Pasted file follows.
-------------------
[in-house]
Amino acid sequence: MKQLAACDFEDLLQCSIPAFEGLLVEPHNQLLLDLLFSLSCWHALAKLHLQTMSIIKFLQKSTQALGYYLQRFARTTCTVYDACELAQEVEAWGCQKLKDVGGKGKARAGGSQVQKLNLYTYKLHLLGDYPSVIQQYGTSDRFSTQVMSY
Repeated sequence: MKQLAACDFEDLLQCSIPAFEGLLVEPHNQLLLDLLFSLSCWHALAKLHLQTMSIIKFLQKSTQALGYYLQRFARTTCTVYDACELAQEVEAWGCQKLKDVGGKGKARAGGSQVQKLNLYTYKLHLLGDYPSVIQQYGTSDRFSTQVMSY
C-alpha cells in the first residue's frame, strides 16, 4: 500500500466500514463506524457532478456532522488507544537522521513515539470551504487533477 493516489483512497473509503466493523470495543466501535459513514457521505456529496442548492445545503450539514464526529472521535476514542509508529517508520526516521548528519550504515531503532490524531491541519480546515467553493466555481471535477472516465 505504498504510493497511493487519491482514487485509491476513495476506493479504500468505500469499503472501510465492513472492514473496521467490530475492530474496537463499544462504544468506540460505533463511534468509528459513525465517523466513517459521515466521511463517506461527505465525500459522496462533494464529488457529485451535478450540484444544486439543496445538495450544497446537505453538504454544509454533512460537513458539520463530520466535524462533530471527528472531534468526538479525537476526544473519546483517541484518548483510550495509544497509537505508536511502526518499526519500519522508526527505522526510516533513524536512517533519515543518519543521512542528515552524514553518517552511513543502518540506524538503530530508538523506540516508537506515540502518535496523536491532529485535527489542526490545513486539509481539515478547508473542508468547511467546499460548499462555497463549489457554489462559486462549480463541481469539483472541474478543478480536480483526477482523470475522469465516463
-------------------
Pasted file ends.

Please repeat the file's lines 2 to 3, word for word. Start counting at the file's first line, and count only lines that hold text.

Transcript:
Amino acid sequence: MKQLAACDFEDLLQCSIPAFEGLLVEPHNQLLLDLLFSLSCWHALAKLHLQTMSIIKFLQKSTQALGYYLQRFARTTCTVYDACELAQEVEAWGCQKLKDVGGKGKARAGGSQVQKLNLYTYKLHLLGDYPSVIQQYGTSDRFSTQVMSY
Repeated sequence: MKQLAACDFEDLLQCSIPAFEGLLVEPHNQLLLDLLFSLSCWHALAKLHLQTMSIIKFLQKSTQALGYYLQRFARTTCTVYDACELAQEVEAWGCQKLKDVGGKGKARAGGSQVQKLNLYTYKLHLLGDYPSVIQQYGTSDRFSTQVMSY